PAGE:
Regentville, New South Wales
Sydney, New South Wales
|• Density||585.2/km2 (1,516/sq mi)|
|Area||1.22 km2 (0.5 sq mi)|
|Location||59 km (37 mi) west of Sydney CBD|
|LGA(s)||Penrith City Council|
Regentville is a suburb of Sydney, in the state of New South Wales, Australia. It is 56 kilometres west of the Sydney central business district, in the local government area of the City of Penrith, and is part of the Greater Western Sydney region. It is located on the eastern bank of the Nepean River, just south of Jamisontown.
Prior to European settlement, what is now Regentville was home to the Mulgoa people who spoke the Darug language. They lived a hunter-gatherer lifestyle governed by traditional laws, which had their origins in the Dreamtime. Their homes were bark huts called 'gunyahs'. They hunted kangaroos and emus for meat, and gathered yams, berries and other native plants.
Following the arrival of the First Fleet in Sydney, the indigenous people were forced off their land which was then granted to British settlers by the colonial administration. The first land grant in this area was to the Irish-born Surgeon-General of New South Wales, Thomas Jamison, who had arrived in 1788 aboard the Sirius. After Thomas' death in London in 1811, the land (at what is now Jamisontown) was taken up by his son, John, also a surgeon, who had served under Admiral Horatio Nelson at the Battle of Trafalgar, and was knighted for his medical services to the Royal Navy by the Prince Regent of the United Kingdom, later King George IV, in 1813.
Sir John Jamison arrived in Sydney in 1814 and progressively established himself during the ensuing two decades as one of the colony's biggest and wealthiest land owners. In 1823-24, he built a magnificent Georgian-style, sandstone mansion on a rise overlooking the Nepean River. He named the mansion Regentville House in honour of the Prince Regent. Sir John held so many lavish balls, banquets and other social activities at the mansion that he became known as the "hospitable knight of Regentville". He later erected a multi-storey tweed mill on his extensive estate and established a dairy, a thoroughbred horse stud, ornamental gardens, a cemetery, and a school for the children of his work force. Other parts of the estate were given over to an orchard, a terraced vineyard, and grazing paddocks for sheep and cattle.
Sir John died at Regentville House in 1844, aged 68, having lost much of his fortune in a severe economic downturn then afflicting the colony. He is buried in St Stephen's churchyard, Penrith. The Regentville estate passed to his children but the land was gradually sold off in chunks, following an acrimonious inheritance dispute. Regentville House was later turned into an asylum and then leased out as a hotel. Sadly, however, it burned down in suspicious circumstances in 1868. Today, only the house's cellars and drains survive, along with some meagre sections of its masonry walls. Sir John's tweed mill has disappeared, too, but the overgrown terracing of the estate's vineyard can still be discerned.
The area around the site of Regentville House has remained largely rural, if hemmed in somewhat by the modern residential suburbs of Jamisontown and Glenmore Park. It has been the subject of archaeological excavations undertaken by the University of Sydney and images of the house are extant in various public and private collections.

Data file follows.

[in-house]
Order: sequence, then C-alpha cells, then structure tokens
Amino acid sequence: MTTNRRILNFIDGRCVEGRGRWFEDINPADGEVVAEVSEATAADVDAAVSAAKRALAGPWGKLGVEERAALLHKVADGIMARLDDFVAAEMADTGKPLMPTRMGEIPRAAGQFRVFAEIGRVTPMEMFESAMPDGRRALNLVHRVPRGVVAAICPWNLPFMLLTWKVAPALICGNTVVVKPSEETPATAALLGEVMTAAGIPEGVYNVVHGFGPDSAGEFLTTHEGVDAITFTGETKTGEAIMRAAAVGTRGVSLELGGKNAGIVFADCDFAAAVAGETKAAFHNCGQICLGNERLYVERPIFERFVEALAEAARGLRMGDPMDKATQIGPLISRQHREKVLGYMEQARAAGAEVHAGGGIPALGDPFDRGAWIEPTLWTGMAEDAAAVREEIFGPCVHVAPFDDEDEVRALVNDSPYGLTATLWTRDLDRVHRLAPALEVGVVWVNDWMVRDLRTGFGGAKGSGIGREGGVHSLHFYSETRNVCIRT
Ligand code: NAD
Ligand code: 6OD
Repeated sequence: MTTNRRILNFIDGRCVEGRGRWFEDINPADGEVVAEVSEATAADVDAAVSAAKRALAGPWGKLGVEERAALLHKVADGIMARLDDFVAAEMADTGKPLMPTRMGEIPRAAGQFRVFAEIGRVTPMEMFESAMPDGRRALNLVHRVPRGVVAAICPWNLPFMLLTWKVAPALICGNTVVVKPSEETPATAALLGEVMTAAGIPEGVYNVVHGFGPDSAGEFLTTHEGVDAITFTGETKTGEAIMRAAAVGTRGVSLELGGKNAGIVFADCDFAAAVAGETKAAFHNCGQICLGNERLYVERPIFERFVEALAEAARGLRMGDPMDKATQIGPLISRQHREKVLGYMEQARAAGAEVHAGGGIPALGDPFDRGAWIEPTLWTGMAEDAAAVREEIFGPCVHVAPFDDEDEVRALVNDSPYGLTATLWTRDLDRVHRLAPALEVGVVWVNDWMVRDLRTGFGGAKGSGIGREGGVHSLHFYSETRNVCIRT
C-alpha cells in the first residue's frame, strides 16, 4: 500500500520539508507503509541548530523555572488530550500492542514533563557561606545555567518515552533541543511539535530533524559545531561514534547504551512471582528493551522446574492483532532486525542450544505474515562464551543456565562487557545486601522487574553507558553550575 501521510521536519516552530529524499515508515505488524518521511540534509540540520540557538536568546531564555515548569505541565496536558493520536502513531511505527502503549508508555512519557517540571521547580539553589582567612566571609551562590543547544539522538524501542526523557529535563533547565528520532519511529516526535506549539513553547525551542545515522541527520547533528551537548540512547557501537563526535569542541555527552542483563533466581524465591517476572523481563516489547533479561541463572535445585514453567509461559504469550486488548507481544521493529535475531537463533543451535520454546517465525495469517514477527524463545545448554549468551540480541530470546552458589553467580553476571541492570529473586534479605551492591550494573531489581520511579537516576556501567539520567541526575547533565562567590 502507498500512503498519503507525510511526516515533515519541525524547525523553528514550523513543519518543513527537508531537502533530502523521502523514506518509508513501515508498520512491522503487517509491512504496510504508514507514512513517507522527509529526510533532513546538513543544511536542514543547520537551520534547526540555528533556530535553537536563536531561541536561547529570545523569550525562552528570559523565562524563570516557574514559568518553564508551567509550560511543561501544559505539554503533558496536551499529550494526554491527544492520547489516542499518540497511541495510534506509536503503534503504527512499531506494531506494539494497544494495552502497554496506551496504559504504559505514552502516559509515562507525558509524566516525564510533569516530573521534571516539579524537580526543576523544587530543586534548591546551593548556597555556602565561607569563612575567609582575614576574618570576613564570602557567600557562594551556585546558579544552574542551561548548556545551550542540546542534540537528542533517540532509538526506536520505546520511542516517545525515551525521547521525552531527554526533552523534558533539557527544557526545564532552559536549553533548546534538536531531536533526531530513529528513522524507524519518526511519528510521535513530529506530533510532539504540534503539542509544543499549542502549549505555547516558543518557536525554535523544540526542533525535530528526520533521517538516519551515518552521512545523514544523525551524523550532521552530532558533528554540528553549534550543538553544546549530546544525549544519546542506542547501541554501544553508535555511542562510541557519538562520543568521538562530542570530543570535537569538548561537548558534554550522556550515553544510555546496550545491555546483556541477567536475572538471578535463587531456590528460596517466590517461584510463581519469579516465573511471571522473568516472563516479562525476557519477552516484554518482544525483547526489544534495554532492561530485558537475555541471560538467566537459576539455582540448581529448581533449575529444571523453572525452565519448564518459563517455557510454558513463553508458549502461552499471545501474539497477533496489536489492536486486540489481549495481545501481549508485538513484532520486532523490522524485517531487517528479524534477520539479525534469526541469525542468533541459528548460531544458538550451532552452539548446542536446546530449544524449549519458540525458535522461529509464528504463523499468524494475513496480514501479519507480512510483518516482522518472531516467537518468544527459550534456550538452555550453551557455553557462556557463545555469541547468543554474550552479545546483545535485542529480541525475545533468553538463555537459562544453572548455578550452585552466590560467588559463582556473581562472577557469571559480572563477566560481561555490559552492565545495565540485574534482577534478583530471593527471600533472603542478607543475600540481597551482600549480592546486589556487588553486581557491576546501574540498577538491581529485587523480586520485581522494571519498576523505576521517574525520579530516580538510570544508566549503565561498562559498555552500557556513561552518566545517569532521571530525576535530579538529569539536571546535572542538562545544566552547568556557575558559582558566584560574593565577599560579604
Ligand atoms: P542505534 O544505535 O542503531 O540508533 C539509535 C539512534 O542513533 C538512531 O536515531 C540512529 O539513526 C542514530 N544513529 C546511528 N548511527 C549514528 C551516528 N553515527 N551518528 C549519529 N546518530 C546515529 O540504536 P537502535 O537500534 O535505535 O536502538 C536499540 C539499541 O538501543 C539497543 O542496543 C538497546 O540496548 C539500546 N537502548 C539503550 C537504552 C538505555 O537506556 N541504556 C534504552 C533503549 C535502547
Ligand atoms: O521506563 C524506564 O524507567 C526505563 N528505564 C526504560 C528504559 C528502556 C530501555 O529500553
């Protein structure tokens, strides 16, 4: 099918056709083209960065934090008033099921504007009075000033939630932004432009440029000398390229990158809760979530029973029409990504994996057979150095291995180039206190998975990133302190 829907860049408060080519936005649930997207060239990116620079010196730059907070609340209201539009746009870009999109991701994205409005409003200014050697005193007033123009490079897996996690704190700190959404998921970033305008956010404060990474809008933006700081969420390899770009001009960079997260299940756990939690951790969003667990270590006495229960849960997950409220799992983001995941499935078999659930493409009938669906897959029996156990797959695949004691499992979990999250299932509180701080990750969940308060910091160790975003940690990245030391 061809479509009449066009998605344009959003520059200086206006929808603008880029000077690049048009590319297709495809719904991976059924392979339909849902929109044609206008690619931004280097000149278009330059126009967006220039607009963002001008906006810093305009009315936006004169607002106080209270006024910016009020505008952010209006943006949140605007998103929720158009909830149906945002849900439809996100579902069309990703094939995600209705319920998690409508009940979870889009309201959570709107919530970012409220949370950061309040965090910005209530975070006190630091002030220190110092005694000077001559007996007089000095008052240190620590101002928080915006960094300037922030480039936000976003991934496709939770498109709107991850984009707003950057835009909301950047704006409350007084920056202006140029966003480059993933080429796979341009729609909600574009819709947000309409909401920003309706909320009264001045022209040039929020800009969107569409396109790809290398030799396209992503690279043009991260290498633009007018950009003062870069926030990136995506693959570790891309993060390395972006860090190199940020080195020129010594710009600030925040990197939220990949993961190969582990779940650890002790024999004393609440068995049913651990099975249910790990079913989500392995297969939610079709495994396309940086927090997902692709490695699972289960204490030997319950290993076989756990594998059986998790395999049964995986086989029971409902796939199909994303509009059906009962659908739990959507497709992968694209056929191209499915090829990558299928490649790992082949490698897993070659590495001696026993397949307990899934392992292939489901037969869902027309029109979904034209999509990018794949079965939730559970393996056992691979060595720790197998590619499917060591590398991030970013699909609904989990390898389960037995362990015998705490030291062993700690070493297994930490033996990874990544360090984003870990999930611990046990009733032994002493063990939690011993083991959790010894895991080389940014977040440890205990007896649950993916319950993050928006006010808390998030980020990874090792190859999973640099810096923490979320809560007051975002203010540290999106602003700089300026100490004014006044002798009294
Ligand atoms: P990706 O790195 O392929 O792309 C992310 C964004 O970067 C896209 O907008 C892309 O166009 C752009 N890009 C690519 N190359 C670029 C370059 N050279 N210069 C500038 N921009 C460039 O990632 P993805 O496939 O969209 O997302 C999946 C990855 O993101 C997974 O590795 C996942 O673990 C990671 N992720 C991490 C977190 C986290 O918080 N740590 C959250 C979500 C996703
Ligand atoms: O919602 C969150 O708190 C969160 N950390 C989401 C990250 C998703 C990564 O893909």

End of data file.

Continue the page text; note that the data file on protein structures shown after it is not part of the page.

Regentville Post Office opened on 1 October 1953 and closed in 1979.
Mulgoa Road is the main road in the suburb, connecting with both Penrith and the M4 Western Motorway which in turn provides quick connection to greater Sydney and the Blue Mountains. The nearest railway station is at Penrith on the Western Line of the Sydney Trains network. Westbus provides three bus services in the area with the 799 connecting the majority of Regentville with both Glenmore Park and Penrith, while Route 797 and Route 795 travels along Mulgoa Road towards Glenmore Park and Warragamba/Wallacia respectively.
The only school in the suburb is Regentville Public School. The nearest high school is located in Glenmore Park.
The recorded population of Regentville in the 2006 census was just 714. The majority of residents are Australian born (81%) with small minorities born in England (4%) and Malta (2%). The most common religious affiliation is Anglican (34%), almost double the national average, followed by Catholic (32%), those with no religion (9.2%), Presbyterian (3.8%) and Jehovah's Witnesses (2.2%). The median income ($535 per week) was slightly higher than the national average ($466).
At a local government level, Regentville is part of the south ward of Penrith City Council, represented by Jim Aitken, Mark Davies, Karen McKeown, Susan Page and Gary Rumble. The current mayor is Jim Aitken. At the state governmental level, it is part of the Electoral district of Mulgoa, represented by Labor's Diane Beamer. Federally, it is part of the Division of Lindsay, represented by Labor's David Bradbury.
Regentville Rural Fire Brigade
Regentville Rural Fire Brigade is one of many Volunteer Fire Brigades located in New South Wales. The Brigade is a part of the NSW Rural Fire Service and was established in 1951. It currently has approximately 60 operationally active members. The brigade has 2 Category 1 tankers, 1 Category 11 Pumper, a Boat and a Personal Carrier.
- "Dharug Aboriginal History". Christopher Tobin. Archived from the original on 2007-09-29. Retrieved 2007-07-26.
- "Penrith Local Suburb Profiles - Regentville". Penrith City Council. Retrieved 2007-07-31.
- Premier Postal History. "Post Office List". Premier Postal Auctions. Retrieved 16 June 2012.
- Timetables at Westbus
- Australian Bureau of Statistics (25 October 2007). "Regentville (State Suburb)". 2006 Census QuickStats. Retrieved 2007-07-31.
- "Regentville Rural Fire Brigade". Retrieved 10 June 2013.